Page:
REVIEW: Orchestrator of Storms – The Fantastique World of Jean Rollin (2022)

dir. Dima Ballin and Kat Ellinger

Idiosyncratic French director Jean Rollin receives a deep-dive retrospective in this feature-length doc. Best known for languid, dreamy horrors such as Requiem for a Vampire (1971) and Lips of Blood (1975), Rollin bridged the gap between exploitation and arthouse, faithfully pursuing a distinctly personal vision despite eternally low budgets, public indifference and critical contempt. 

While the documentary adopts a fairly straight-forward approach to its subject – working chronologically through the late director’s life story accompanied by an affectionate chorus from his collaborators and fans – it is never less than compelling. Directors Ballin and Ellinger build a persuasive case for the remarkable qualities of Rollin’s work, carefully establishing his artistic credentials and his place within the French fantastique tradition (a genre mixing sci-fi, fantasy and horror, quite distinct from the more widely-appreciated European gothic). However their enthusiasm retains clear eyes, never shying away from the sleazier or less successful moments of his long, intriguing career.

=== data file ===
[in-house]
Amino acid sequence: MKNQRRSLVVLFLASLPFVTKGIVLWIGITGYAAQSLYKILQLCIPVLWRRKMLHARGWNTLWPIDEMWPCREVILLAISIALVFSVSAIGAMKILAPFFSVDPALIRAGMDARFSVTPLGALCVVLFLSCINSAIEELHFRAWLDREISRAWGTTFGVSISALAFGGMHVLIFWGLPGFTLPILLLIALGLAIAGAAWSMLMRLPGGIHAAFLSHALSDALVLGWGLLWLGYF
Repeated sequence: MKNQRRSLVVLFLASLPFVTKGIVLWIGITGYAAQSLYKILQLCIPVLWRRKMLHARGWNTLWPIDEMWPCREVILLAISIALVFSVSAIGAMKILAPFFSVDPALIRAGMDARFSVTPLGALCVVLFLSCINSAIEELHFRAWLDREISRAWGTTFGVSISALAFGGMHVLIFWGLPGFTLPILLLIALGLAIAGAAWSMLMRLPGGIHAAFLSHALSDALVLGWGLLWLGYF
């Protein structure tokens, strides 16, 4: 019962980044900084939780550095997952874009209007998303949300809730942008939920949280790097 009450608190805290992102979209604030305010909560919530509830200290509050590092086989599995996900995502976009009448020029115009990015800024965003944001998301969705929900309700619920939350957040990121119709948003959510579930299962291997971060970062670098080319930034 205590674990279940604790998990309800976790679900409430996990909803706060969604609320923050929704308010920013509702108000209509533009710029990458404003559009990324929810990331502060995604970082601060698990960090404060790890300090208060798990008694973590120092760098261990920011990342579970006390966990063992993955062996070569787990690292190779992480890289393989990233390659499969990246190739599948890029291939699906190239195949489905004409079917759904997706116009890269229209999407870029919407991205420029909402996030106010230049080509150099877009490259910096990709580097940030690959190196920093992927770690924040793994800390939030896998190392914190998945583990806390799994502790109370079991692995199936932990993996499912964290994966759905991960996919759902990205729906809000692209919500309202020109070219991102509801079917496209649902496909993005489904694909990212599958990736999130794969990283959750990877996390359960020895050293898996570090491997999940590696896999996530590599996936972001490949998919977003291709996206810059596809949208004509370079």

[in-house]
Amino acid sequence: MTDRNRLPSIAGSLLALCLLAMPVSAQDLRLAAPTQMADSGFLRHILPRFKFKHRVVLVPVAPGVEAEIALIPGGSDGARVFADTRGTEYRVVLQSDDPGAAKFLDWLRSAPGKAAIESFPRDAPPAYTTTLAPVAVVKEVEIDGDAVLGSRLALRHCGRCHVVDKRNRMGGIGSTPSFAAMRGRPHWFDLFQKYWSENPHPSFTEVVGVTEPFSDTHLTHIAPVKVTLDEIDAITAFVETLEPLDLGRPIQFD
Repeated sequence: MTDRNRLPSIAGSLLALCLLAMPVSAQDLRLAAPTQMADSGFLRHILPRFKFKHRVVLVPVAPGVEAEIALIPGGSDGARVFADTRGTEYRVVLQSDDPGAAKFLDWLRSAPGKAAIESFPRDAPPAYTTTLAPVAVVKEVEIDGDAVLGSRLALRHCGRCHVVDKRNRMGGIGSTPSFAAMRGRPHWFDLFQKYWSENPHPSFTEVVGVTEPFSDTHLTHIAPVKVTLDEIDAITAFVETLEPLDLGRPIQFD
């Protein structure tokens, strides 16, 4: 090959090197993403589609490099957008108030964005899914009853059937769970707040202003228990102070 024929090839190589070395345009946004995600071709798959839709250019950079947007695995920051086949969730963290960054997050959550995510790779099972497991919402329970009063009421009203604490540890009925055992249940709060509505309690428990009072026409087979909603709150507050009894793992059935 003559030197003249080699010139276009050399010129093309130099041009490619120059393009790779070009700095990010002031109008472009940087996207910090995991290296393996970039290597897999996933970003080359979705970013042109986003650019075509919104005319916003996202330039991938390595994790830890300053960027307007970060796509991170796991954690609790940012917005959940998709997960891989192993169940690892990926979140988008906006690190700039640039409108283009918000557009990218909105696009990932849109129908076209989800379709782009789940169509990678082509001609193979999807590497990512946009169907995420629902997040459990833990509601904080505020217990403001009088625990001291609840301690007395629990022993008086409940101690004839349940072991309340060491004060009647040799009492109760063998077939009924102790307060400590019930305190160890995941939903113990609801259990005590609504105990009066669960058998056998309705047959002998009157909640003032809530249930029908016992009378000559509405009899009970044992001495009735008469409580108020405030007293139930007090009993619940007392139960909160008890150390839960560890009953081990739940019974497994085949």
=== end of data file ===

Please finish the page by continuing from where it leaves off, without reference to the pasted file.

As such Orchestrator of Storms works beautifully as both a celebration of a cult director and as a history of a lost world of 60s and 70s Euro horror. Impressively, it also stands on its own terms as an inspiring, funny, frustrating and ultimately moving portrait of doggedly resilient creativity, and a tribute to the joy and value of imagination. Whilst both fans and newcomers will obviously find much to savour here, even those who actively despise Rollin’s filmography will surely struggle to remain entirely untouched by this quietly superb examination. 

© Johnny Restall


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